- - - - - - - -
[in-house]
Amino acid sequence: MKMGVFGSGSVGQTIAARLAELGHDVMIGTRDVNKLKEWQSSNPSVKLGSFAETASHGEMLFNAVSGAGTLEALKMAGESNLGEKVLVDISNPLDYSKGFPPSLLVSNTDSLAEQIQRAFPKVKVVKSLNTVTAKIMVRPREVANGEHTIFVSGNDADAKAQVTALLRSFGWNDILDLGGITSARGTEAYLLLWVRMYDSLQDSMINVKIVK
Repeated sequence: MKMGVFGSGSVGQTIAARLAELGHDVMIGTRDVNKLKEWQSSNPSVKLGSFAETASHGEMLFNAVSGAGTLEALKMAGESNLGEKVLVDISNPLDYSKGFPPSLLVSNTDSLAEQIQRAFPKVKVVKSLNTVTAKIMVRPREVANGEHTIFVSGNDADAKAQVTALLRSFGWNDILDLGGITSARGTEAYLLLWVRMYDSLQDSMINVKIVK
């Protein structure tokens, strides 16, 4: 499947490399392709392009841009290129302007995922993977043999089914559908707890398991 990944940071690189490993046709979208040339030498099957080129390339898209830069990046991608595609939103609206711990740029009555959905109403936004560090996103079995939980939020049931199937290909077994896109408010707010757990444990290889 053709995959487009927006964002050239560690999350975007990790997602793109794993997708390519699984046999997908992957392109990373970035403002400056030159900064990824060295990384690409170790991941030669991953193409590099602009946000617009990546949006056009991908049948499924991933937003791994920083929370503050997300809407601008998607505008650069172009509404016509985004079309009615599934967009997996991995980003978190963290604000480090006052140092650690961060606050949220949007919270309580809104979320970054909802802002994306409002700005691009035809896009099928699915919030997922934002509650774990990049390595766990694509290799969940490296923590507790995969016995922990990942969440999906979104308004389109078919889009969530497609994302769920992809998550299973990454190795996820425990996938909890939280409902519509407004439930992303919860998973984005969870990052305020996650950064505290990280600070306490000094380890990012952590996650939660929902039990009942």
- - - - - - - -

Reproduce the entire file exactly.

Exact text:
[in-house]
Amino acid sequence: MKMGVFGSGSVGQTIAARLAELGHDVMIGTRDVNKLKEWQSSNPSVKLGSFAETASHGEMLFNAVSGAGTLEALKMAGESNLGEKVLVDISNPLDYSKGFPPSLLVSNTDSLAEQIQRAFPKVKVVKSLNTVTAKIMVRPREVANGEHTIFVSGNDADAKAQVTALLRSFGWNDILDLGGITSARGTEAYLLLWVRMYDSLQDSMINVKIVK
Repeated sequence: MKMGVFGSGSVGQTIAARLAELGHDVMIGTRDVNKLKEWQSSNPSVKLGSFAETASHGEMLFNAVSGAGTLEALKMAGESNLGEKVLVDISNPLDYSKGFPPSLLVSNTDSLAEQIQRAFPKVKVVKSLNTVTAKIMVRPREVANGEHTIFVSGNDADAKAQVTALLRSFGWNDILDLGGITSARGTEAYLLLWVRMYDSLQDSMINVKIVK
């Protein structure tokens, strides 16, 4: 499947490399392709392009841009290129302007995922993977043999089914559908707890398991 990944940071690189490993046709979208040339030498099957080129390339898209830069990046991608595609939103609206711990740029009555959905109403936004560090996103079995939980939020049931199937290909077994896109408010707010757990444990290889 053709995959487009927006964002050239560690999350975007990790997602793109794993997708390519699984046999997908992957392109990373970035403002400056030159900064990824060295990384690409170790991941030669991953193409590099602009946000617009990546949006056009991908049948499924991933937003791994920083929370503050997300809407601008998607505008650069172009509404016509985004079309009615599934967009997996991995980003978190963290604000480090006052140092650690961060606050949220949007919270309580809104979320970054909802802002994306409002700005691009035809896009099928699915919030997922934002509650774990990049390595766990694509290799969940490296923590507790995969016995922990990942969440999906979104308004389109078919889009969530497609994302769920992809998550299973990454190795996820425990996938909890939280409902519509407004439930992303919860998973984005969870990052305020996650950064505290990280600070306490000094380890990012952590996650939660929902039990009942």